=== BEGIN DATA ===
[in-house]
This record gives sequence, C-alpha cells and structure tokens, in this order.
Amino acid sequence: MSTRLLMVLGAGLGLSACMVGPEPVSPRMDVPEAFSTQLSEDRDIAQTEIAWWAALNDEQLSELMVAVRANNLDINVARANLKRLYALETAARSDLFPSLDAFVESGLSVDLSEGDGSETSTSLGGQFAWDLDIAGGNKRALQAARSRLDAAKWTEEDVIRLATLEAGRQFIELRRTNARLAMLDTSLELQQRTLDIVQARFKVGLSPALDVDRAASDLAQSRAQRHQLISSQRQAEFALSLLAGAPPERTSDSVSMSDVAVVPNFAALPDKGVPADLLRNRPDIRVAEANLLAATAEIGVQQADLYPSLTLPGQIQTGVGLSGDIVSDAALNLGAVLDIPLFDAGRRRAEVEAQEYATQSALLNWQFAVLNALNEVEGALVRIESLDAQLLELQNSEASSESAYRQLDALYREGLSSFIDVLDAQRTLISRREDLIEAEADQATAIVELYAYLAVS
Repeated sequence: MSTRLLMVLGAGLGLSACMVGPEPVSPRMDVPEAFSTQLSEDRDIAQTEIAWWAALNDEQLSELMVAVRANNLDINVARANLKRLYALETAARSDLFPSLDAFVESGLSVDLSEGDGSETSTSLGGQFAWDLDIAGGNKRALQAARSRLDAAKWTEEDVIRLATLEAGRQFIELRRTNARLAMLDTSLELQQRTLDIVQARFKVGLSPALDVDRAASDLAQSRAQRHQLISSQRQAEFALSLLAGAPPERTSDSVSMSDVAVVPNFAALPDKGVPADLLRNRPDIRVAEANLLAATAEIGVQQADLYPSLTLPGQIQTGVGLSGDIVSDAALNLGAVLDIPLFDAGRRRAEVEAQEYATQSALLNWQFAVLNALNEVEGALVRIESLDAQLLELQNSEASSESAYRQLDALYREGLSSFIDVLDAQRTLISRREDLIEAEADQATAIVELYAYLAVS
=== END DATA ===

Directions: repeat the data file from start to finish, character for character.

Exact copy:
[in-house]
This record gives sequence, C-alpha cells and structure tokens, in this order.
Amino acid sequence: MSTRLLMVLGAGLGLSACMVGPEPVSPRMDVPEAFSTQLSEDRDIAQTEIAWWAALNDEQLSELMVAVRANNLDINVARANLKRLYALETAARSDLFPSLDAFVESGLSVDLSEGDGSETSTSLGGQFAWDLDIAGGNKRALQAARSRLDAAKWTEEDVIRLATLEAGRQFIELRRTNARLAMLDTSLELQQRTLDIVQARFKVGLSPALDVDRAASDLAQSRAQRHQLISSQRQAEFALSLLAGAPPERTSDSVSMSDVAVVPNFAALPDKGVPADLLRNRPDIRVAEANLLAATAEIGVQQADLYPSLTLPGQIQTGVGLSGDIVSDAALNLGAVLDIPLFDAGRRRAEVEAQEYATQSALLNWQFAVLNALNEVEGALVRIESLDAQLLELQNSEASSESAYRQLDALYREGLSSFIDVLDAQRTLISRREDLIEAEADQATAIVELYAYLAVS
Repeated sequence: MSTRLLMVLGAGLGLSACMVGPEPVSPRMDVPEAFSTQLSEDRDIAQTEIAWWAALNDEQLSELMVAVRANNLDINVARANLKRLYALETAARSDLFPSLDAFVESGLSVDLSEGDGSETSTSLGGQFAWDLDIAGGNKRALQAARSRLDAAKWTEEDVIRLATLEAGRQFIELRRTNARLAMLDTSLELQQRTLDIVQARFKVGLSPALDVDRAASDLAQSRAQRHQLISSQRQAEFALSLLAGAPPERTSDSVSMSDVAVVPNFAALPDKGVPADLLRNRPDIRVAEANLLAATAEIGVQQADLYPSLTLPGQIQTGVGLSGDIVSDAALNLGAVLDIPLFDAGRRRAEVEAQEYATQSALLNWQFAVLNALNEVEGALVRIESLDAQLLELQNSEASSESAYRQLDALYREGLSSFIDVLDAQRTLISRREDLIEAEADQATAIVELYAYLAVS